In the final days of the “lame duck” session, the Michigan Legislature adopted a package of bills to exempt voter-approved library millages from capture by most tax increment entities. The Senate adopted six separate bills (Senate Bill Nos. 619 through 624) that were previously approved by the House, to amend the Tax Increment Financing Act, Downtown Development Authority Act, Corridor Improvement Authority Act, Local Development Finance Authority Act, Historical Neighborhood Tax Increment Finance Authority Act, and the Water Resource Improvement Tax Increment Finance Authority Act, to exempt from capture library millages adopted by voters after December 31, 2016.
The legislation is expected to be signed by Governor Snyder.
The House did not adopt Senate Bill No. 579, which would have prohibited a brownfield redevelopment authority from capturing library millage after December 31, 2016. As a result, brownfield redevelopment authorities can continue to capture such millages.
As adopted, Senate Bill Nos. 619 through 624 amend the definition of “tax increment revenues” in each of the statutes to exempt a “separate millage for public library purposes approved by the electors after December 31, 2016” from the definition of “tax increment revenues.” The bills further provide that if one of the six tax increment financing entities no longer has any outstanding indebtedness or “other protected obligations,” the entity cannot continue to capture a library millage that was levied before January 1, 2017, unless the library board agrees in a written agreement with the tax increment financing entity to permit the continued capture of the library millage. As a result, if a tax increment financing entity has been capturing library millage and has either paid off the outstanding debt or not issued any debt, the tax increment financing entity is prohibited from capturing the library millage, unless the library board agrees to the continued capture. Authorities that currently capture library millage (other than brownfield redevelopment authorities) will need to revise tax increment revenue projections and plan accordingly, given the enactment of Senate Bill Nos. 619 through 624 and the potential loss of tax increment revenues derived from library millage, or seek to negotiate a tax sharing agreement with the library board for the continued capture of all or a part of such millage.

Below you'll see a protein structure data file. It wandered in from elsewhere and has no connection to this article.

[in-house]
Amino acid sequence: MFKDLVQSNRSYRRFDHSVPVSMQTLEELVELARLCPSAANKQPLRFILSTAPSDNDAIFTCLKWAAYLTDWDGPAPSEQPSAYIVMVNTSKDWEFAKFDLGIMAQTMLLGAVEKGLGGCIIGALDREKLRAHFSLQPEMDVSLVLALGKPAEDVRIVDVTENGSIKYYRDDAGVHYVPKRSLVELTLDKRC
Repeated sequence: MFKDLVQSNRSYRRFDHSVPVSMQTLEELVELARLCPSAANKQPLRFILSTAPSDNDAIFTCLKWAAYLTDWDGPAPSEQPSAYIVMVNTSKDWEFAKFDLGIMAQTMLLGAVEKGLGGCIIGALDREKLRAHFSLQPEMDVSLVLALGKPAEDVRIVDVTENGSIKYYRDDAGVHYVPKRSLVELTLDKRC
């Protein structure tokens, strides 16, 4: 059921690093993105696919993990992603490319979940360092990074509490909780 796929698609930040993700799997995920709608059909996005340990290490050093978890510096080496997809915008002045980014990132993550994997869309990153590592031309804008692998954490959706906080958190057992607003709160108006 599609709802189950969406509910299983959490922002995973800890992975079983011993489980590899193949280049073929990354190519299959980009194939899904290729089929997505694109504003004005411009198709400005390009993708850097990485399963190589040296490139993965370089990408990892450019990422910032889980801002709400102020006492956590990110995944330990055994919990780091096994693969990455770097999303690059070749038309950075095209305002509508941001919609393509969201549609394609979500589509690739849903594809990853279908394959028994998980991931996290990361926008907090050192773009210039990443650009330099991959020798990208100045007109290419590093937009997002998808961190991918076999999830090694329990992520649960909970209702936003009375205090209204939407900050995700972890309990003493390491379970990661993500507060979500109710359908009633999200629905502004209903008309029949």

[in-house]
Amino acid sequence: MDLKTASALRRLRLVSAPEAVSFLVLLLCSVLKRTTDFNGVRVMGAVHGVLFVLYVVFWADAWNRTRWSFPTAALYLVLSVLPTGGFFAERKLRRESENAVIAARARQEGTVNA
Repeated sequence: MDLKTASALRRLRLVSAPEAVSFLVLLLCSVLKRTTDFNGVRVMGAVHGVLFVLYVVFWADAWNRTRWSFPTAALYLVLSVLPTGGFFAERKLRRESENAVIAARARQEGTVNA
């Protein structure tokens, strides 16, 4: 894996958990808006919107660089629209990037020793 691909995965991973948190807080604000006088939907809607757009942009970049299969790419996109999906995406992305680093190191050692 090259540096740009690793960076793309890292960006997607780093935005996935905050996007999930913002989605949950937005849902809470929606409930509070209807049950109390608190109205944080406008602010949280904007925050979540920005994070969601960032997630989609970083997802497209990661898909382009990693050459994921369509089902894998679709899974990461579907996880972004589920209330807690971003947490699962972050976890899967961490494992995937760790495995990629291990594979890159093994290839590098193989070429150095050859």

As in recent years, the 2015-16 Legislative Session featured multiple attempts by the Legislature to enact TIF reform, however, only the library millage exemption legislation was adopted. The Legislature did not adopt two competing packages of legislation considered and adopted by each separate house. Proposed legislation adopted by the house would have consolidated into a single statute, six of Michigan’s existing separate tax increment financing statutes, and imposed greater transparency and reporting rules on tax increment entities. Legislation adopted by the Senate would have similarly imposed greater transparency and reporting rules on tax increment entities and significantly curtailed a tax increment authority’s ability to capture tax increment revenues derived from the levy of new, voter-approved millages.
While the Senate adopted Senate Bill 1026 to consolidate the downtown development authority, tax increment finance authority, local development finance authority, corridor improvement authority, water resource improvement authority, and neighborhood improvement authority statutes into a single “Recodified Tax Increment Finance Authority Act,” the House failed to adopt the bill.